|Map from New York Times, March 22, 1952|
My mother was five years old at the time, and the storm left its mark on her. I’ve decided to allow her to tell her memories of that night in her own words:
I was not born afraid of storms but developed a real fear after March 22, 1952 when the horrible storm hit Henderson. I grew up in a community where my dad's 11 brothers and sisters also lived, all within three to four miles of each other with my grandparents sort of in the middle. As I remember, our family was always on the alert when stormy weather developed. During the first five years of my life, my parents, my brother and I sought shelter behind a large bank at the edge of our front yard whenever there was severe weather. This always seemed to be enough until that day in l952.
My mother, grandfather and uncle
I remember the weather getting bad that night, but my parents did not realize how just bad it was. This was before weather satellites and tornado sirens. There was often very little warning. I remember how fearful things were that night once the storm got close. It was not raining at the beginning, only thundering. I remember the urgency of my parents. My mother took my eight-year-old brother, my dad took me, and we went to the bank outside. They threw quilts over each of us and we laid in the ditch behind the bank. As the storm passed over, I remember a roaring sound, but at my young age, I did not understand the significance. I remember my parents discussing the roar and how close it sounded.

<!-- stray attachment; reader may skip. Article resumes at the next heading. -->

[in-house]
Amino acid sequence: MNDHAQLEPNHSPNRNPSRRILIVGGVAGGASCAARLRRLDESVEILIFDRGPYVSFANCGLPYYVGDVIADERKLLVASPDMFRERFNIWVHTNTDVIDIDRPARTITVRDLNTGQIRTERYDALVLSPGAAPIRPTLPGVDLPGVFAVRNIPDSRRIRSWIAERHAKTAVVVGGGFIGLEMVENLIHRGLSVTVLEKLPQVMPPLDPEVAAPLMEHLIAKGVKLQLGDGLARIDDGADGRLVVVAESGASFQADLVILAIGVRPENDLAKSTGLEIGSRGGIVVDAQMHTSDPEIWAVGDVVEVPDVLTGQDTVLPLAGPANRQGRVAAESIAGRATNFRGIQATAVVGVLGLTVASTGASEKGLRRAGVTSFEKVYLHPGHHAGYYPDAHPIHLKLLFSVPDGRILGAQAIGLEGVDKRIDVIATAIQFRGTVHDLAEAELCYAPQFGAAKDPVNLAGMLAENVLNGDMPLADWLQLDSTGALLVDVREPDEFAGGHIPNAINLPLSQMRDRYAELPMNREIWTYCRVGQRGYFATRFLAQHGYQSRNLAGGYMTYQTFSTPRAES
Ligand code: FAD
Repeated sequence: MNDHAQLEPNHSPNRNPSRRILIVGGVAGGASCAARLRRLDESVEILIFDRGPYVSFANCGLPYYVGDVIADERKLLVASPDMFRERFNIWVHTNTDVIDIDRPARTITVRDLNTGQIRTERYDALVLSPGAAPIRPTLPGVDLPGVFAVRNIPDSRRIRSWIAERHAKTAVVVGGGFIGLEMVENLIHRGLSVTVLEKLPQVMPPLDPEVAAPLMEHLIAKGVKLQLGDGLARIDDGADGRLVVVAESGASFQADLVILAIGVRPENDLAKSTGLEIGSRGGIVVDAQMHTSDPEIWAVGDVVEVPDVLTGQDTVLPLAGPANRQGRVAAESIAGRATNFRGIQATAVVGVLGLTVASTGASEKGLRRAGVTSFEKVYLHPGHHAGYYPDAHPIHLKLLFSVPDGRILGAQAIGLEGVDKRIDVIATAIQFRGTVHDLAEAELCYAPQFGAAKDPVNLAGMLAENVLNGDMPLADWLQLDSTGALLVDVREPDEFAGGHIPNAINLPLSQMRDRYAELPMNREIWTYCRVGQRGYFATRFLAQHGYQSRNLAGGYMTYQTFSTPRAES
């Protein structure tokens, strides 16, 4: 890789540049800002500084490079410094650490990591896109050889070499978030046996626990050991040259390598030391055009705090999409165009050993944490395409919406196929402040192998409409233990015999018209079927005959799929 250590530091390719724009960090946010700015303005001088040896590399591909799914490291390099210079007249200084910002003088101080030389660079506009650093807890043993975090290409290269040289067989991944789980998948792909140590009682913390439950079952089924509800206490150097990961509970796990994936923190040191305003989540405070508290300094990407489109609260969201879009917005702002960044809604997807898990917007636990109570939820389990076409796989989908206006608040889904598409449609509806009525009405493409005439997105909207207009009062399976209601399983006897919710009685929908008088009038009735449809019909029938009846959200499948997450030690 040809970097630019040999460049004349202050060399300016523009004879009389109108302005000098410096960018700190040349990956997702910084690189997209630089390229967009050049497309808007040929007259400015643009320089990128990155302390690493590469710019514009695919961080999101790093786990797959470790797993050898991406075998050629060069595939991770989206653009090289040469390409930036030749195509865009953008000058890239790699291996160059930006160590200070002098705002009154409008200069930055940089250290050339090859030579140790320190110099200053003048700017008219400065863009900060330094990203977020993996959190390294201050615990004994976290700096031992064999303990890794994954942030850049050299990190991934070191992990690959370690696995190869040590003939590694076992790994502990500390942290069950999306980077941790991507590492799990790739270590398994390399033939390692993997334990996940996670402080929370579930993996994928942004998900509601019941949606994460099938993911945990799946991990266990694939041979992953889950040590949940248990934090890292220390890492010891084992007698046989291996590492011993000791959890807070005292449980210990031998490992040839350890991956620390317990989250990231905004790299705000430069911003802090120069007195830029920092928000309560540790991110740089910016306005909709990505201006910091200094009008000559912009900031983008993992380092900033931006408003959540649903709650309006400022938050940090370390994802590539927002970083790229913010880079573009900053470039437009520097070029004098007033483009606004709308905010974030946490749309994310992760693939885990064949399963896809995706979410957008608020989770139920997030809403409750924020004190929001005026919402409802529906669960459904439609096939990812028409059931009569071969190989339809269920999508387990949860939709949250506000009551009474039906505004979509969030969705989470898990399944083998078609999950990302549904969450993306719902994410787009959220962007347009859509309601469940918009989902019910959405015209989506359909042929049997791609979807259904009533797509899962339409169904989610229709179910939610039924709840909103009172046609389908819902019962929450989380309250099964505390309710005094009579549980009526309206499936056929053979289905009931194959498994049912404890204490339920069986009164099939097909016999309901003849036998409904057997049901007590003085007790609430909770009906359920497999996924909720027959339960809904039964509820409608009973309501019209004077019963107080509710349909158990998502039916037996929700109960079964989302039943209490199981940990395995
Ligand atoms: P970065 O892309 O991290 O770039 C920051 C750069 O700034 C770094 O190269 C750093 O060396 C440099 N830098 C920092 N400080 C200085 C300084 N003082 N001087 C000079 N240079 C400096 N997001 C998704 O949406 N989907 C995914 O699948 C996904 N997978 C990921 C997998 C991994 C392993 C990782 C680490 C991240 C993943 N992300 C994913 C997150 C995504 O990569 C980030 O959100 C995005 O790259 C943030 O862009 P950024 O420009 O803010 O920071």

After the storm appeared to be over, we went back into the house. I shall never forget how eerily quiet everything was. We could hear people in the distance, calling for each other. At that moment, we couldn’t imagine the pain and destruction that lay just across the wood from us, about a mile as the crow flies. Many of our neighbors had lost their homes. Even worse, several had lost their lives. My aunt’s brother, his wife and their child had all been killed as they slept. I can remember the adults talking about how the family never even knew what happened. This same little boy I had just recently played with at a party I attended with my mother. Other neighbors were injured and some had to be helped out of the rubble.
When I was a child, I thought my momma was pretty much invincible. If I thought I heard something in the house, I would always call for her. In my mind, she might as well have been some sort of super ninja. I was certain she would and could protect me from anything. It was because of this that I found myself very unsettled any time my mother was afraid. And if there was one thing she was afraid of, it was severe weather. When I say “severe,” I don’t just mean thunder and lightning. She does fine until someone mentions the “T-word.” When it would storm, my mother would stay up to watch the news until it had passed. When we were very small, my brother and I would often sleep in our clothes, our shoes nearby, ready to leave at a moment’s notice when she woke us up. As I got older, though, I joined her in the living room in front of the television.